Inspiration For Your Ears & Soul: Alabama Shakes, James Baldwin, and Podcast, Black Girl In Om

Emelda De Coteau
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Emelda De Coteau

Mother, wife, sister, friend, writer / blogger / creative organizer, budding photographer... These are just a few of the many hats I juggle each day. I believe creativity is oxygen for the soul. I created Live In Color blog to celebrate the beauty in every moment, from faith to inspiration and motherhood.And it is soon becoming Pray with Our Feet blog which will focus on the intersection of faith and activism. Follow the inspiration on Instagram: https://www.instagram.com/praywithourfeetblog/
Emelda De Coteau
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Photo Credit: Pieter M. van Hattem / GETTY IMAGES
Photo Credit: Pieter M. van Hattem / GETTY IMAGES

Lately, I am listening to lots of podcasts (informational, spiritual & inspirational), and of course, music! I also discovered some beautiful writing this week, too. Here’s what is resonating with my spirit lately:

How appropriate is a song about not wanting to fight anymore in today’s world of strife and pain? This video, all of the soul and beauty it captured, is stunning.  I enjoyed the short interview on NPR from last year about their current album, Sound & Color, and why Alabama Shakes does not play it safe.

Great podcast from Marc Steiner celebrating the prolific writer James Baldwin’s birthday, Aug. 3.

Speaking of amazing podcasts, have you listened to Black Girl In Om? I am not sure how I discovered this awesomeness, but I am all over every episode now. It is so affirming to find an online space that celebrates wellness, beauty and the intellect of women of color. Check out their website and digital magazine, too. Life, y’all!

I absolutely connected so much with Jennifer’s beautiful blog post about prayer life for busy parents.

My new friend Kami (a fellow writer at Our Words Collaborative) has a profound post on her blog, “Learning the Art of Letting Go.” These lines: “As real and necessary as it is to learn to hold on through the hard and often mundane moments in life, there are circumstances that instead call for us to let go. Over these years of illness, one of the hardest things for me to let go of is the idea of my former self.”

This arresting and prolific essay, “Confessions of a Little Black Girl” from the creator of the lovely online magazine, Inkfully, about the challenges of growing up as a brown girl in America.

Artwork by Bethany Joy

I ❤️ this artwork from  Bethany Joy, this month’s artist for Our Words Collaborative, a Christian online devotional where 30 of us share our faith journeys daily.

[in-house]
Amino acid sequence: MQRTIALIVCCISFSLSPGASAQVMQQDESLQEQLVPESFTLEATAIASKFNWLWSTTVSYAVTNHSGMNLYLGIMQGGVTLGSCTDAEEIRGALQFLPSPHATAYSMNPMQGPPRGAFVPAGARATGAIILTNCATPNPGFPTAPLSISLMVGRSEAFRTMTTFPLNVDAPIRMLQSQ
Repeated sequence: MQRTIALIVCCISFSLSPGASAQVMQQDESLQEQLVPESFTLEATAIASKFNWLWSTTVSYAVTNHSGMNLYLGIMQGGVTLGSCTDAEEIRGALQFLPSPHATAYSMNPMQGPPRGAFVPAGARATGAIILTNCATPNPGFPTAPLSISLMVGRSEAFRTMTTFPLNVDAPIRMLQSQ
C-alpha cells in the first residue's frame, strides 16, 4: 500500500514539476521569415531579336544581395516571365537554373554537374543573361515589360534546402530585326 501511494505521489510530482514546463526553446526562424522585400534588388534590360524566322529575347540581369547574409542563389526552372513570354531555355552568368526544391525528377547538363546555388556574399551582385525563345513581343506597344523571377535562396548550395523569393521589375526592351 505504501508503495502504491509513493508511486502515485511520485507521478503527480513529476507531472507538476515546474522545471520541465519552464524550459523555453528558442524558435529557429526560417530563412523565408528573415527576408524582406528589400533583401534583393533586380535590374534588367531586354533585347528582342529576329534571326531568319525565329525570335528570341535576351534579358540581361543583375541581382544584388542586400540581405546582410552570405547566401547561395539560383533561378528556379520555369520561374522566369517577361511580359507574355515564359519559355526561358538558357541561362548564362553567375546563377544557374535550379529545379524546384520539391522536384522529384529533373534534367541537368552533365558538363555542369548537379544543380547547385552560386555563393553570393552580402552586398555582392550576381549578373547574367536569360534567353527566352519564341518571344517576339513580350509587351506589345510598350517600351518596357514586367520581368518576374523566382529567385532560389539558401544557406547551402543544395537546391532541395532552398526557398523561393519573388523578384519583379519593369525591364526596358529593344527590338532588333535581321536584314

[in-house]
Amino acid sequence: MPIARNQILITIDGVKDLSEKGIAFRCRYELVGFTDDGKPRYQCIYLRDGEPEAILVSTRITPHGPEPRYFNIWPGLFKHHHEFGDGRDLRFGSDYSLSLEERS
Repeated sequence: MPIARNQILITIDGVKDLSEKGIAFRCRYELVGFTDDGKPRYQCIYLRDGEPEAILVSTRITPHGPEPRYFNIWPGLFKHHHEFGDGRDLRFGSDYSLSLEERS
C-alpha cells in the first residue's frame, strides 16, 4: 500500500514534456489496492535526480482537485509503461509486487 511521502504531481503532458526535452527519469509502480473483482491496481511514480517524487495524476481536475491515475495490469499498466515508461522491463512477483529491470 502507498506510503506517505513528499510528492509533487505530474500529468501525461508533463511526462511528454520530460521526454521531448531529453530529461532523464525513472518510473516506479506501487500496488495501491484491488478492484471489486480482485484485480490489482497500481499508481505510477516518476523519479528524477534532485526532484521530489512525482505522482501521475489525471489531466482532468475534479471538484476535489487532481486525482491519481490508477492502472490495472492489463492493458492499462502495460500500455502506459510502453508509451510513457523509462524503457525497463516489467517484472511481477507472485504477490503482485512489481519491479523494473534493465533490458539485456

This Thursday’s devotional by Ari Heick about God refining our rough edges really spoke to my heart!

A Letter to my Young Daughter about Living as a Woman of Color & Radical Faith in America 

Emelda De Coteau
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Emelda De Coteau

Mother, wife, sister, friend, writer / blogger / creative organizer, budding photographer... These are just a few of the many hats I juggle each day. I believe creativity is oxygen for the soul. I created Live In Color blog to celebrate the beauty in every moment, from faith to inspiration and motherhood.And it is soon becoming Pray with Our Feet blog which will focus on the intersection of faith and activism. Follow the inspiration on Instagram: https://www.instagram.com/praywithourfeetblog/
Emelda De Coteau
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Photo Credit: Devin Allen

Dear Nai,

One week ago, while you slept, Mommy stood in the kitchen, surrounded by plates and cups and cried. I nearly collapsed, knees aching, my stomach somersaulting with uneasiness and lingering pain.

I cried because when I looked at Philando Castile’s fiancée, her eyes, worn from grief and shock, mirrored my own in ways you will one day, sadly, know as a black woman, unless the conscious of America profoundly shifts. Your Mama is an optimist, and a Christian so I stand on the anchor of hope (Hebrews 6:19), praying we will begin seeing each other not as Americans but people, people whose individual truths are valid and real.

Frankly, I don’t know if this will happen in your lifetime, but I want you to extend the love your Daddy and I give you always. Allow it to take up residence in your heart, and fill it often as you come before God in thoughtful prayer and communion.

Kes, Nai and me Photo Credit: Wayne De Coteau

You will need this love to live in a country and world which insists on rendering you, your perspective and intellect, your unique truth, invisible. Mama wants so desperately to protect you from the pernicious sting of rejection, but I cannot. And when I am forced to acknowledge this grimness, the weight of it nearly crushes me.  But then I think of women of color like Dr. Maya Angelou whose sentence from the poem, “Our Grandmothers” rests within Mama’s spirit, eviscerating this looming mist of defeat which attempts to choke out hope: “I come as one, I stand as ten thousand.”

Say this to yourself, my love, often, especially when you think you cannot overcome an obstacle. “I come as one, I stand as ten thousand.”

You are the descendent of a people rooted in resistance and resilience, dear heart; they refused to allow the ideology of white supremacy to define their destiny. Madam C.J. Walker became the first woman millionaire in America because a divine vision, superseded manmade barriers of skin color and gender.

Your Great Grandmother started working at age 5, and did not stop until her 60s; her retirement from being a domestic worker came because her daughter, your Nana, held a fierce determination within her heart, shutting out the high school counselor’s prediction that she should sweep floors, instead, she graduated with honors from Morgan State University.

Nana became an educator, touching the lives of thousands of children in Baltimore city, opening their minds to a more expansive history of the U.S. And then she came home, every day, and poured these revelations of our past into her children so our futures would not become marred by defeat, but instead, armed with this biblical truth: “I will praise thee; for I am fearfully and wonderfully made: marvellous are thy works; and that my soul knoweth right well.” Psalm 139:14

Each time you hear the lies of “not enough” (smart, beautiful or talented) echoed from American culture refute  these destructive words and live. Live because your life is a testament to triumph over fear and hatred.

Lucille Clifton, renowned poet, proudly declares, “come celebrate with me that everyday something has tried to kill me and has failed.” These are your foremamas, Nai! Their struggle shall be your strength.